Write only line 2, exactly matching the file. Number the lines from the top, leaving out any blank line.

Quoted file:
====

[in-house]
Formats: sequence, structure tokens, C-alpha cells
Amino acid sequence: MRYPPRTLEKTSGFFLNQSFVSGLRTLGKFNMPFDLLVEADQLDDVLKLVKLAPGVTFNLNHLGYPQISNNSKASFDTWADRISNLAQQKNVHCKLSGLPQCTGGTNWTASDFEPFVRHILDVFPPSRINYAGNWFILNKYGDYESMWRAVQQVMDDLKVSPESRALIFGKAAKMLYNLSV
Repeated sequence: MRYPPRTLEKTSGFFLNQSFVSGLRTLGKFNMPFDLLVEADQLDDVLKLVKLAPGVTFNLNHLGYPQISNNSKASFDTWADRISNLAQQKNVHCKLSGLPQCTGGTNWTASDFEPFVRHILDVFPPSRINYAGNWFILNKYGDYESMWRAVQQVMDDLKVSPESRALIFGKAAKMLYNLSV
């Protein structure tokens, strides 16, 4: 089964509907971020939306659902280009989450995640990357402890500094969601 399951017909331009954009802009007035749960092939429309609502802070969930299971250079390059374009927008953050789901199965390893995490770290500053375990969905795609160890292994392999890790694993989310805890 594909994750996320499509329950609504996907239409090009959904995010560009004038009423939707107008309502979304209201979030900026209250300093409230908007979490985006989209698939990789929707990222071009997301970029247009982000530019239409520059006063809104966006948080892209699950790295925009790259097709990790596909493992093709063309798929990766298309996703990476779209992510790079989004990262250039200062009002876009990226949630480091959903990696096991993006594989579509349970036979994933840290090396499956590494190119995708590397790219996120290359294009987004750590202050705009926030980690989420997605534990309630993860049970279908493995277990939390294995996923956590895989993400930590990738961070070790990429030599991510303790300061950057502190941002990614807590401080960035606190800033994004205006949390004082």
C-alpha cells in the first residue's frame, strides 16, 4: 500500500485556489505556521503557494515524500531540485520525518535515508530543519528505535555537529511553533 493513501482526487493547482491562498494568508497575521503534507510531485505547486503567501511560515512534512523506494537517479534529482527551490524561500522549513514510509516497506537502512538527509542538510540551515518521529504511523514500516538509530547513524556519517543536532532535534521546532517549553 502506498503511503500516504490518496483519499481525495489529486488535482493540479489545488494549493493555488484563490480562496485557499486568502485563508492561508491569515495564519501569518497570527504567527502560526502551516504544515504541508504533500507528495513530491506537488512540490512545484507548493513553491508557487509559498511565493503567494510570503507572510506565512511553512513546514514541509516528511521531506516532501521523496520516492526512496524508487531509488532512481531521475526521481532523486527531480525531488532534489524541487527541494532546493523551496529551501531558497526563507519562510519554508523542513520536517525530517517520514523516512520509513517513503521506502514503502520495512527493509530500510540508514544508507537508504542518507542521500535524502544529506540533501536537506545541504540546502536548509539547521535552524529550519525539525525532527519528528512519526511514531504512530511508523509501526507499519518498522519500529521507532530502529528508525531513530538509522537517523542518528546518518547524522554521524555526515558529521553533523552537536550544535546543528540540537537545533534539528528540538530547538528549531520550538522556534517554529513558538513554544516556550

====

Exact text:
Formats: sequence, structure tokens, C-alpha cells